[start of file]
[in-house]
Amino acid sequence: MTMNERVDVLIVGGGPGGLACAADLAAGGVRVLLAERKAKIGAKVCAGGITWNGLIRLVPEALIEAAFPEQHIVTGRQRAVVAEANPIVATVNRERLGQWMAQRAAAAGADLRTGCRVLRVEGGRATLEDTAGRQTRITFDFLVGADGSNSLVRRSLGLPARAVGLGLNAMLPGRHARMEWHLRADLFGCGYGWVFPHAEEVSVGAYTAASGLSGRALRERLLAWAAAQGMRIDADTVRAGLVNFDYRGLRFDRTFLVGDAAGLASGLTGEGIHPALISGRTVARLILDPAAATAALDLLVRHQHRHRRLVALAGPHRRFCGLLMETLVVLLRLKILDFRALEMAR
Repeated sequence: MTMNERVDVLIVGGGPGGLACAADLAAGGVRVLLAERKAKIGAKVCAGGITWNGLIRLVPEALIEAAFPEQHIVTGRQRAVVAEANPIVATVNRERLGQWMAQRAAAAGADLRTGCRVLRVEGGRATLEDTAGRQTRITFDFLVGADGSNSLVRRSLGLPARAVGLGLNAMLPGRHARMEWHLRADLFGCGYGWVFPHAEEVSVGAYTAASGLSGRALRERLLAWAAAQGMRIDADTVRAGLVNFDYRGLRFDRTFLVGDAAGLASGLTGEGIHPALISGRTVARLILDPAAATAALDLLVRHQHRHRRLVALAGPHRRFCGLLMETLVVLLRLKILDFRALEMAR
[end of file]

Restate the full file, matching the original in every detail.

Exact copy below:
[in-house]
Amino acid sequence: MTMNERVDVLIVGGGPGGLACAADLAAGGVRVLLAERKAKIGAKVCAGGITWNGLIRLVPEALIEAAFPEQHIVTGRQRAVVAEANPIVATVNRERLGQWMAQRAAAAGADLRTGCRVLRVEGGRATLEDTAGRQTRITFDFLVGADGSNSLVRRSLGLPARAVGLGLNAMLPGRHARMEWHLRADLFGCGYGWVFPHAEEVSVGAYTAASGLSGRALRERLLAWAAAQGMRIDADTVRAGLVNFDYRGLRFDRTFLVGDAAGLASGLTGEGIHPALISGRTVARLILDPAAATAALDLLVRHQHRHRRLVALAGPHRRFCGLLMETLVVLLRLKILDFRALEMAR
Repeated sequence: MTMNERVDVLIVGGGPGGLACAADLAAGGVRVLLAERKAKIGAKVCAGGITWNGLIRLVPEALIEAAFPEQHIVTGRQRAVVAEANPIVATVNRERLGQWMAQRAAAAGADLRTGCRVLRVEGGRATLEDTAGRQTRITFDFLVGADGSNSLVRRSLGLPARAVGLGLNAMLPGRHARMEWHLRADLFGCGYGWVFPHAEEVSVGAYTAASGLSGRALRERLLAWAAAQGMRIDADTVRAGLVNFDYRGLRFDRTFLVGDAAGLASGLTGEGIHPALISGRTVARLILDPAAATAALDLLVRHQHRHRRLVALAGPHRRFCGLLMETLVVLLRLKILDFRALEMAR